Adolescence is a period of transition from childhood to adulthood, occurring between the ages of 10 and 19 years.[1] Menarche is the most significant milestone in a girl's life. Menstrual complications are considered to be the main gynecological problem, among others, particularly in adolescent females.[2] Premenstrual syndrome (PMS) refers to a group of expectable physical, cognitive, affective, and behavioral symptoms that are observed cyclically during the luteal phase of the menstrual cycle and resolve immediately in a few days at the beginning of menstruation.[3] The pathophysiology of PMS remains unclear multifactorial, complex, and yet to be fully clarified and may include various sociobiological and psychological factors such as hormonal change, diet, and lifestyle. The PMS is common in the younger age groups and therefore represents a significant public health problem in young girls. Premenstrual symptoms are more common and more severe among high-level educated women than noneducated women, with a possible association of stress with PMS.[4],[5],[6],[7] PMS results in significant psychosocial dysfunctions as the symptoms often coexist with anxiety and other psychological symptoms.[8],[9]

Menstrual problems like PMS affect not only adolescent girls but also family, social, and national economics as well. However, population studies on PMS and associated risk factors are very less for school students in Aligarh. Therefore, this study will come up with the magnitude of PMS and associated risk factors at high school and interschool levels.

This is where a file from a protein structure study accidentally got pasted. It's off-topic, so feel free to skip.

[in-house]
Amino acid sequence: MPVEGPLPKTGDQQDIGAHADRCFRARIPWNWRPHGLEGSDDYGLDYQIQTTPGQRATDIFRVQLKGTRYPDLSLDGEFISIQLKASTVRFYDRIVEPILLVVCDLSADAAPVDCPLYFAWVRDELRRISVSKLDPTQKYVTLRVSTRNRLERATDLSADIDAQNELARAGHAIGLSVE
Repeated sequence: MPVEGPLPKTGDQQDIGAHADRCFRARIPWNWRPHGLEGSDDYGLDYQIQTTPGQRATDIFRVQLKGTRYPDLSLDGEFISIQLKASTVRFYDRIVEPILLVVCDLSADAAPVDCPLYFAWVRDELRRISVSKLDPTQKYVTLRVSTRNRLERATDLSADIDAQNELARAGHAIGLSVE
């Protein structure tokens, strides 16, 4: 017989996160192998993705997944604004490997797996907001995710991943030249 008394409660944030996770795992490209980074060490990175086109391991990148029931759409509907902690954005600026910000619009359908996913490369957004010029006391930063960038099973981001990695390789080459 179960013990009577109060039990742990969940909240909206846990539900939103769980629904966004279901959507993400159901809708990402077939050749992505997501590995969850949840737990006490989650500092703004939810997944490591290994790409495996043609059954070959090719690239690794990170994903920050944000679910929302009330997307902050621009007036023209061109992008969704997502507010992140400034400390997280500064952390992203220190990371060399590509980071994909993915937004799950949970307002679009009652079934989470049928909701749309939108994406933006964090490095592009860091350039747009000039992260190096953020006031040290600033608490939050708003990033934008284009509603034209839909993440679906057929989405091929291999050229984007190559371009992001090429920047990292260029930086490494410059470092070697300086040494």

In this context, the present school-based study was conducted in Aligarh, Uttar Pradesh, with the following objective to study the prevalence and symptoms of PMS among study subjects and to find out risk factors associated with PMS.

The present study was a community-based cross-sectional study conducted in Secondary and Higher Secondary Schools (Girls) of Aligarh Muslim University (AMU), Aligarh, from January 2016 to July 2016. The study was conducted among the students of Class 6th to 12th standard from each of the university girl schools, namely Senior Secondary School Girls, AMU Girls High School, and AMU ABK High School (Girls), using systematic random sampling with population proportionate to size.

The sample size was calculated by using the single population proportion formula with the assumptions of 95% confidence interval (CI), 5% margin of error, the anticipated prevalence 50%,[10] and 10% nonresponse rate. Based on this, our final calculated sample size was 420. For the selection of 422 students, the population proportionate to size technique was used to calculate the required sample from each of the school and respective classes. Out of total of 422, 97 girls were taken from Senior Secondary School Girls, 200 from AMU Girls High School, and 125 from AMU ABK High School Girls. In different classes, every 8th (sampling interval) student was taken. In case that student was absent, then the next one was taken.